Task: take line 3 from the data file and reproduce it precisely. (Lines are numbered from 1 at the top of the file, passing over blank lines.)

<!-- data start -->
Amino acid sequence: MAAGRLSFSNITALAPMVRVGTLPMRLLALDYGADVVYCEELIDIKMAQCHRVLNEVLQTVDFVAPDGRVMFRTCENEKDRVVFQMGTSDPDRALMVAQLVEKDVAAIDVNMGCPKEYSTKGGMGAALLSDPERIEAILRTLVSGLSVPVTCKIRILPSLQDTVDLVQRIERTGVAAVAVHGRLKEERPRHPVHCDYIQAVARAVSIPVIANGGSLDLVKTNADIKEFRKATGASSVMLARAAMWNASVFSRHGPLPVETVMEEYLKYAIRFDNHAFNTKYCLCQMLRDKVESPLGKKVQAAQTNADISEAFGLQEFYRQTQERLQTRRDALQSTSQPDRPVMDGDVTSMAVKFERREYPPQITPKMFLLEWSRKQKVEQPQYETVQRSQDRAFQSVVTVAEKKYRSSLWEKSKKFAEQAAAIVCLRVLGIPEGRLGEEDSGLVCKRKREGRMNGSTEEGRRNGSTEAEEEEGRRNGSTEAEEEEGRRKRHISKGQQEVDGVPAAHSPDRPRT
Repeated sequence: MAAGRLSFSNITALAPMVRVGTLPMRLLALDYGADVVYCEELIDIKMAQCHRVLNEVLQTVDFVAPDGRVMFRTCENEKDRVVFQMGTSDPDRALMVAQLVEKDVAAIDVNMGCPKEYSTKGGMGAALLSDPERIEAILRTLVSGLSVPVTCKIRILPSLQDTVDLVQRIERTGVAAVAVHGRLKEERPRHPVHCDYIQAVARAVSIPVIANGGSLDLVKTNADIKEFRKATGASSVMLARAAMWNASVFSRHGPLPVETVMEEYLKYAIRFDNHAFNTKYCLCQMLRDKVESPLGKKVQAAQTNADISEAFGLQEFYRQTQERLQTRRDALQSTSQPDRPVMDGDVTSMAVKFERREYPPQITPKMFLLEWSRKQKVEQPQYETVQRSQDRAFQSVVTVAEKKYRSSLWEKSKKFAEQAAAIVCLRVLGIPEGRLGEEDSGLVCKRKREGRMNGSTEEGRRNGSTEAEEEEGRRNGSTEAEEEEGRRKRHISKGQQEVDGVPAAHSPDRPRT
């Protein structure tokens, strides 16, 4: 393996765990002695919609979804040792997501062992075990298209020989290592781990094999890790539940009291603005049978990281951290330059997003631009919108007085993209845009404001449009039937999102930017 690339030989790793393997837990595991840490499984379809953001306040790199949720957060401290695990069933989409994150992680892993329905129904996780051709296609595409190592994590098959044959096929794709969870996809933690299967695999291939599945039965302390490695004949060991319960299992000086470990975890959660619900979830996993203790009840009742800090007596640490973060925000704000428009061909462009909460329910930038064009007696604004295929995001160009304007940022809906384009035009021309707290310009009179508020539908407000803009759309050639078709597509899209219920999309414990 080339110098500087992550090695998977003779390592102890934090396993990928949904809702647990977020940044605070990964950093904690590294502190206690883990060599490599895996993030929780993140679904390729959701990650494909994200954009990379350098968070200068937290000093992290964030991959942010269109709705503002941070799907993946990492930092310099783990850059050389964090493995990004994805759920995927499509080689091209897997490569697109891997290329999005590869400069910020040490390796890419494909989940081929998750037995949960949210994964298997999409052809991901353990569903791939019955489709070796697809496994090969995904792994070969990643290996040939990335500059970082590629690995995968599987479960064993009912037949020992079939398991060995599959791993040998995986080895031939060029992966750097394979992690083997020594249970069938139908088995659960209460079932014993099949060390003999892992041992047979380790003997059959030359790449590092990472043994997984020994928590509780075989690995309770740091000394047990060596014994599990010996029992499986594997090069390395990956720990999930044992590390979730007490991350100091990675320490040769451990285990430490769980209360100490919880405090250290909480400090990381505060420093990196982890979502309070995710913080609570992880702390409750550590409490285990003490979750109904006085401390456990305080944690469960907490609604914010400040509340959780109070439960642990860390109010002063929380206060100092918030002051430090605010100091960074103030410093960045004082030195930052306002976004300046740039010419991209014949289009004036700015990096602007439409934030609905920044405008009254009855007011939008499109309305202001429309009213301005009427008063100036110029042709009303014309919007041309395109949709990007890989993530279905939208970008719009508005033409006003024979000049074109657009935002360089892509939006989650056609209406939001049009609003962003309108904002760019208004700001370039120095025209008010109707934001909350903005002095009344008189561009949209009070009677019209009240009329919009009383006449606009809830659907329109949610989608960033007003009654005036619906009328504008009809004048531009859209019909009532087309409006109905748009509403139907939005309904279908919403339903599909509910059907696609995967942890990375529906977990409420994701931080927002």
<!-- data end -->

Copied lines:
């Protein structure tokens, strides 16, 4: 393996765990002695919609979804040792997501062992075990298209020989290592781990094999890790539940009291603005049978990281951290330059997003631009919108007085993209845009404001449009039937999102930017 690339030989790793393997837990595991840490499984379809953001306040790199949720957060401290695990069933989409994150992680892993329905129904996780051709296609595409190592994590098959044959096929794709969870996809933690299967695999291939599945039965302390490695004949060991319960299992000086470990975890959660619900979830996993203790009840009742800090007596640490973060925000704000428009061909462009909460329910930038064009007696604004295929995001160009304007940022809906384009035009021309707290310009009179508020539908407000803009759309050639078709597509899209219920999309414990 080339110098500087992550090695998977003779390592102890934090396993990928949904809702647990977020940044605070990964950093904690590294502190206690883990060599490599895996993030929780993140679904390729959701990650494909994200954009990379350098968070200068937290000093992290964030991959942010269109709705503002941070799907993946990492930092310099783990850059050389964090493995990004994805759920995927499509080689091209897997490569697109891997290329999005590869400069910020040490390796890419494909989940081929998750037995949960949210994964298997999409052809991901353990569903791939019955489709070796697809496994090969995904792994070969990643290996040939990335500059970082590629690995995968599987479960064993009912037949020992079939398991060995599959791993040998995986080895031939060029992966750097394979992690083997020594249970069938139908088995659960209460079932014993099949060390003999892992041992047979380790003997059959030359790449590092990472043994997984020994928590509780075989690995309770740091000394047990060596014994599990010996029992499986594997090069390395990956720990999930044992590390979730007490991350100091990675320490040769451990285990430490769980209360100490919880405090250290909480400090990381505060420093990196982890979502309070995710913080609570992880702390409750550590409490285990003490979750109904006085401390456990305080944690469960907490609604914010400040509340959780109070439960642990860390109010002063929380206060100092918030002051430090605010100091960074103030410093960045004082030195930052306002976004300046740039010419991209014949289009004036700015990096602007439409934030609905920044405008009254009855007011939008499109309305202001429309009213301005009427008063100036110029042709009303014309919007041309395109949709990007890989993530279905939208970008719009508005033409006003024979000049074109657009935002360089892509939006989650056609209406939001049009609003962003309108904002760019208004700001370039120095025209008010109707934001909350903005002095009344008189561009949209009070009677019209009240009329919009009383006449606009809830659907329109949610989608960033007003009654005036619906009328504008009809004048531009859209019909009532087309409006109905748009509403139907939005309904279908919403339903599909509910059907696609995967942890990375529906977990409420994701931080927002």